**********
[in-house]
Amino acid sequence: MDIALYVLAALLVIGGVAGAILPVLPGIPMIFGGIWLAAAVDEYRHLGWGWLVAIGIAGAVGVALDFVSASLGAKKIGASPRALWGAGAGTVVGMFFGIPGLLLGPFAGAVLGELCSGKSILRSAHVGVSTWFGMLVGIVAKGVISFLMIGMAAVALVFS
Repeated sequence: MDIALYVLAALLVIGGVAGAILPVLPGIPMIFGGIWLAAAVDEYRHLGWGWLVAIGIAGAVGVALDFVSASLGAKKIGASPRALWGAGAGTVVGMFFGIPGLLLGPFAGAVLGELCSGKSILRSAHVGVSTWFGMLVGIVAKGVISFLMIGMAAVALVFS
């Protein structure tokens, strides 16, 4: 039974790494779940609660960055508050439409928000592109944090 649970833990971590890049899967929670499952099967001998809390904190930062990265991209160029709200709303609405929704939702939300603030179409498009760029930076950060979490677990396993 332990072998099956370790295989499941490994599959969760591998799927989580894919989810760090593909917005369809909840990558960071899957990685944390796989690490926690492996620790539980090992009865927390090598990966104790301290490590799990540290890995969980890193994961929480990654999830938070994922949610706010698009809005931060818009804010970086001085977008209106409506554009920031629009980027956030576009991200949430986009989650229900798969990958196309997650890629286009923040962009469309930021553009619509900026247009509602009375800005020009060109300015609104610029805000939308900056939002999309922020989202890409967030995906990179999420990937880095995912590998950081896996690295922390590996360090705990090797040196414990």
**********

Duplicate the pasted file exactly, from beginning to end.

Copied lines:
[in-house]
Amino acid sequence: MDIALYVLAALLVIGGVAGAILPVLPGIPMIFGGIWLAAAVDEYRHLGWGWLVAIGIAGAVGVALDFVSASLGAKKIGASPRALWGAGAGTVVGMFFGIPGLLLGPFAGAVLGELCSGKSILRSAHVGVSTWFGMLVGIVAKGVISFLMIGMAAVALVFS
Repeated sequence: MDIALYVLAALLVIGGVAGAILPVLPGIPMIFGGIWLAAAVDEYRHLGWGWLVAIGIAGAVGVALDFVSASLGAKKIGASPRALWGAGAGTVVGMFFGIPGLLLGPFAGAVLGELCSGKSILRSAHVGVSTWFGMLVGIVAKGVISFLMIGMAAVALVFS
């Protein structure tokens, strides 16, 4: 039974790494779940609660960055508050439409928000592109944090 649970833990971590890049899967929670499952099967001998809390904190930062990265991209160029709200709303609405929704939702939300603030179409498009760029930076950060979490677990396993 332990072998099956370790295989499941490994599959969760591998799927989580894919989810760090593909917005369809909840990558960071899957990685944390796989690490926690492996620790539980090992009865927390090598990966104790301290490590799990540290890995969980890193994961929480990654999830938070994922949610706010698009809005931060818009804010970086001085977008209106409506554009920031629009980027956030576009991200949430986009989650229900798969990958196309997650890629286009923040962009469309930021553009619509900026247009509602009375800005020009060109300015609104610029805000939308900056939002999309922020989202890409967030995906990179999420990937880095995912590998950081896996690295922390590996360090705990090797040196414990």